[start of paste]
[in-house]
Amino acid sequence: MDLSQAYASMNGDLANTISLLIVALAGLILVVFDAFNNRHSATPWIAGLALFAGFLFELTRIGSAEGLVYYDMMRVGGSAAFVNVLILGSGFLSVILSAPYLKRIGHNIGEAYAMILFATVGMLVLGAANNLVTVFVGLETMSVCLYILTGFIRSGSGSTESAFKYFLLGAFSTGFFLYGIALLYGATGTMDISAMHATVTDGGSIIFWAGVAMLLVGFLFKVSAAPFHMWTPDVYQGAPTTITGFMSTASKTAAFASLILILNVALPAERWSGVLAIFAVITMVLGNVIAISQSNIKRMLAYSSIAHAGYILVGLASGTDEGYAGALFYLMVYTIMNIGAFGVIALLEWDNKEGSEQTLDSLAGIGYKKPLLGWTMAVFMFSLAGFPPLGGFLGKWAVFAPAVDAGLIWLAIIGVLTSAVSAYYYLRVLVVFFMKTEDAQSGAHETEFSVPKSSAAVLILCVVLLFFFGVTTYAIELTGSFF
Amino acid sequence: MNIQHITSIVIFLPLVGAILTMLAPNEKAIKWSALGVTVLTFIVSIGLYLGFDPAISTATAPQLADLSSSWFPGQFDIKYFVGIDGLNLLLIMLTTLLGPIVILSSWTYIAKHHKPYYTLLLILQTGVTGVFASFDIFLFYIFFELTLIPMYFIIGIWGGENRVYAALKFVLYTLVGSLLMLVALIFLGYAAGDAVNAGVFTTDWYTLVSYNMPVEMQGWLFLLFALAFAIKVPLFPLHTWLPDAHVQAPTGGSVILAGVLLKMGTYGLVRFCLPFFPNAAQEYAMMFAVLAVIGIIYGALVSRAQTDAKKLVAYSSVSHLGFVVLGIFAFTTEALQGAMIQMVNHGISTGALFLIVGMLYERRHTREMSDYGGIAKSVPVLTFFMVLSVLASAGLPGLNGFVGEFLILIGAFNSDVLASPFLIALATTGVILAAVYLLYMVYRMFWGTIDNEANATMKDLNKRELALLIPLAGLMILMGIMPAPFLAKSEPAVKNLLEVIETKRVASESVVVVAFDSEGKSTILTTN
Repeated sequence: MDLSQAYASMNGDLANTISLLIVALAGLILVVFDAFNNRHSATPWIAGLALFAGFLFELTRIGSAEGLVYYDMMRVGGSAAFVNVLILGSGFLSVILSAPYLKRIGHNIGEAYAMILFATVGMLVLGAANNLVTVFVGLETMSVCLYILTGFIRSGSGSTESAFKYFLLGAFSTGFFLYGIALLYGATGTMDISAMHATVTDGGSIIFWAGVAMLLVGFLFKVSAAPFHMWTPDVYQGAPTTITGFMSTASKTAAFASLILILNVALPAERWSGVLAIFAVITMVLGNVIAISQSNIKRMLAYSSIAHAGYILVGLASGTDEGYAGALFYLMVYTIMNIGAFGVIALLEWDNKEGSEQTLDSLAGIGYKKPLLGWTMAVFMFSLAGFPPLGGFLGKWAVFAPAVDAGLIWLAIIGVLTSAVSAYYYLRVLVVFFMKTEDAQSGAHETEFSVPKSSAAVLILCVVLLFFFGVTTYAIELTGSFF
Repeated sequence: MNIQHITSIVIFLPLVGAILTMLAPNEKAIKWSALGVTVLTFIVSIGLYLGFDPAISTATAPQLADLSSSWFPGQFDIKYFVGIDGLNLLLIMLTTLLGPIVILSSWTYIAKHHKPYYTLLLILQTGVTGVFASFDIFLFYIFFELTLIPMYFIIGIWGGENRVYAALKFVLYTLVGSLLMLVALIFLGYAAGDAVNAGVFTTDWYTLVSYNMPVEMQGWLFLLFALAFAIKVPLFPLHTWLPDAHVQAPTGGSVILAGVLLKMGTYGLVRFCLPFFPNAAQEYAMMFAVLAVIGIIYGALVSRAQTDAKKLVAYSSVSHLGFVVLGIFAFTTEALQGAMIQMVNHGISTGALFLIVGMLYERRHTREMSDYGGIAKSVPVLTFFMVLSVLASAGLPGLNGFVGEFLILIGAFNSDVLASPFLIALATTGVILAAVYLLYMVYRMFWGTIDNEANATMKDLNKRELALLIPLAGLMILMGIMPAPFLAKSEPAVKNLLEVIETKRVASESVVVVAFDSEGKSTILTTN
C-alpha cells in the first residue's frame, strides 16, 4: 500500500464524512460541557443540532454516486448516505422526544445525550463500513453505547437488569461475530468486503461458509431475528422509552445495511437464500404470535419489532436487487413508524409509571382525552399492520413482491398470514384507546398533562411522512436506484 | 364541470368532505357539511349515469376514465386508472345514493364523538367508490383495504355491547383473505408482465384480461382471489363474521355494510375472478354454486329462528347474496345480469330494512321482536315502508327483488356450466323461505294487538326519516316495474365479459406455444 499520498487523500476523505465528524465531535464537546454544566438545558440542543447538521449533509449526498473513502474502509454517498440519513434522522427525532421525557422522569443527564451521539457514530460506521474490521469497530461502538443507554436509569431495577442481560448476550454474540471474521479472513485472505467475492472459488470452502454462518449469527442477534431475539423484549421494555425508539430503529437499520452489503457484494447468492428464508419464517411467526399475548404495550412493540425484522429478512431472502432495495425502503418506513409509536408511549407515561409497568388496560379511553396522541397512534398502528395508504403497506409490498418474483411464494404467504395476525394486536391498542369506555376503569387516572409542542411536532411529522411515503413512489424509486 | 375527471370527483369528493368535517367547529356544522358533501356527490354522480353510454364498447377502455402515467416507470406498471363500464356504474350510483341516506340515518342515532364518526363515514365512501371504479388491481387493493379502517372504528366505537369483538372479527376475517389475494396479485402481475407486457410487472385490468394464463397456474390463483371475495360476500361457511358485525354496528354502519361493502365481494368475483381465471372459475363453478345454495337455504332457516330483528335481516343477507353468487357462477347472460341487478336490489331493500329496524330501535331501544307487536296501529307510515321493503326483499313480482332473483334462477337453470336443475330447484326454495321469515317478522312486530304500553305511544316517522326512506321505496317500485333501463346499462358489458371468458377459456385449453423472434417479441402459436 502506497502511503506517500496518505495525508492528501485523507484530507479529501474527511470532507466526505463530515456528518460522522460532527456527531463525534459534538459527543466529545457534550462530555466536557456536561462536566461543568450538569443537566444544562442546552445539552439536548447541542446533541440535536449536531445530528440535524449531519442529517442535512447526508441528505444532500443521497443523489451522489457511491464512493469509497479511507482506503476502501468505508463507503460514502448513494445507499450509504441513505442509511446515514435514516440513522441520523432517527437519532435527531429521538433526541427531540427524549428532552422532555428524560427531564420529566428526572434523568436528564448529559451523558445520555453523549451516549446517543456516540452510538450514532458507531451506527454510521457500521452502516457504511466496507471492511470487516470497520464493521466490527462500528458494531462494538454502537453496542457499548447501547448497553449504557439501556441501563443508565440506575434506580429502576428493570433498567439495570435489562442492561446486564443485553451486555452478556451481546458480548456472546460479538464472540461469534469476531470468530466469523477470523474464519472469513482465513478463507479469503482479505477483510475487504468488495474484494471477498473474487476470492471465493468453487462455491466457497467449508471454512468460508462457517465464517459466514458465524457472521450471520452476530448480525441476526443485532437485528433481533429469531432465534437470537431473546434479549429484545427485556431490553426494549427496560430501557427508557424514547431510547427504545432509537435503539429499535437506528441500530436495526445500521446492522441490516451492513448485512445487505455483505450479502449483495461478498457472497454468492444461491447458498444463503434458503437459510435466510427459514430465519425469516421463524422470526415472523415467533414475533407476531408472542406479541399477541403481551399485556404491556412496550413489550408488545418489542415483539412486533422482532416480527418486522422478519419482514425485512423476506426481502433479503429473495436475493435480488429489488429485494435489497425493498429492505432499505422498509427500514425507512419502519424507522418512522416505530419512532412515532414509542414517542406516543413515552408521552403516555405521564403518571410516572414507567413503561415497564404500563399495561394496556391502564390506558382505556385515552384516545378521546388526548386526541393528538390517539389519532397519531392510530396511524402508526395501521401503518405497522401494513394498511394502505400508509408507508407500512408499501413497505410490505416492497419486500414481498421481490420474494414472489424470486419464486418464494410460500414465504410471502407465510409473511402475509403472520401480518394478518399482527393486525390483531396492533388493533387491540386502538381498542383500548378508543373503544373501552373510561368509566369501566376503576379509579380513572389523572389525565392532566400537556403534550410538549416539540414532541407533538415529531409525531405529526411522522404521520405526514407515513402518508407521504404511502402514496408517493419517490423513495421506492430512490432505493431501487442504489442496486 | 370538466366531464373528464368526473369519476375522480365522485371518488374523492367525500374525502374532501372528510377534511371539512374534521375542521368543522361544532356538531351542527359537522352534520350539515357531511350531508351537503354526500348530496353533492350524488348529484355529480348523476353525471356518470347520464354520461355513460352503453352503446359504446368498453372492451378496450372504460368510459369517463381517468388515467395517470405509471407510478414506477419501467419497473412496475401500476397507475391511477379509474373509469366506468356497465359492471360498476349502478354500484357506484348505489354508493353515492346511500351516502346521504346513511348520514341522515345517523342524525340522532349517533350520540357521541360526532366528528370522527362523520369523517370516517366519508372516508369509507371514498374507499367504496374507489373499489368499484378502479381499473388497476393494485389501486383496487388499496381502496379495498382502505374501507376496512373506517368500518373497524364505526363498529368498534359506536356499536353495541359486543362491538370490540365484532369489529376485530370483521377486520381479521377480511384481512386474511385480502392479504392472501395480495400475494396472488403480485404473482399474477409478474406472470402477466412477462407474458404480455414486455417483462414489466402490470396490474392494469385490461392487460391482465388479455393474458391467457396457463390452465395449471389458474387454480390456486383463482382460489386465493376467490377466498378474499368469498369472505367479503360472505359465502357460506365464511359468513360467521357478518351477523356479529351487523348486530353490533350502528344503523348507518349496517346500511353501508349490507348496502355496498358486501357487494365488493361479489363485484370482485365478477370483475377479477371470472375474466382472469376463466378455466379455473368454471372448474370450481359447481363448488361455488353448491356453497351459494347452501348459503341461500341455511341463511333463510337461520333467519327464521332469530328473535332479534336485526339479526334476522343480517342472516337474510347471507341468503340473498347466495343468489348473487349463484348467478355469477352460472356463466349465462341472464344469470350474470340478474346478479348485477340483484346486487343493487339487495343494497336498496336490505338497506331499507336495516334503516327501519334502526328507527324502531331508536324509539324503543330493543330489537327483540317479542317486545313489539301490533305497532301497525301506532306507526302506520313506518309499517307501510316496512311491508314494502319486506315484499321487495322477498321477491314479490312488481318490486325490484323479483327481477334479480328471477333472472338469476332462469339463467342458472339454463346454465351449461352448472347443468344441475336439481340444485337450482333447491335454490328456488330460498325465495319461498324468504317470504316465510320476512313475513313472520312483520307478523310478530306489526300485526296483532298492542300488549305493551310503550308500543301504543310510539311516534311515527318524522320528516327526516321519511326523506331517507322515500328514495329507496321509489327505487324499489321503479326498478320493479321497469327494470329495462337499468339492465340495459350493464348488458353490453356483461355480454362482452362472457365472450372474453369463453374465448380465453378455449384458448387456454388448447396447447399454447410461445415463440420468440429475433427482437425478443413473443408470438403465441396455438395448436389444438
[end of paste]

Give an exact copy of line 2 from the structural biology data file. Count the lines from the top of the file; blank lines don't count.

Amino acid sequence: MDLSQAYASMNGDLANTISLLIVALAGLILVVFDAFNNRHSATPWIAGLALFAGFLFELTRIGSAEGLVYYDMMRVGGSAAFVNVLILGSGFLSVILSAPYLKRIGHNIGEAYAMILFATVGMLVLGAANNLVTVFVGLETMSVCLYILTGFIRSGSGSTESAFKYFLLGAFSTGFFLYGIALLYGATGTMDISAMHATVTDGGSIIFWAGVAMLLVGFLFKVSAAPFHMWTPDVYQGAPTTITGFMSTASKTAAFASLILILNVALPAERWSGVLAIFAVITMVLGNVIAISQSNIKRMLAYSSIAHAGYILVGLASGTDEGYAGALFYLMVYTIMNIGAFGVIALLEWDNKEGSEQTLDSLAGIGYKKPLLGWTMAVFMFSLAGFPPLGGFLGKWAVFAPAVDAGLIWLAIIGVLTSAVSAYYYLRVLVVFFMKTEDAQSGAHETEFSVPKSSAAVLILCVVLLFFFGVTTYAIELTGSFF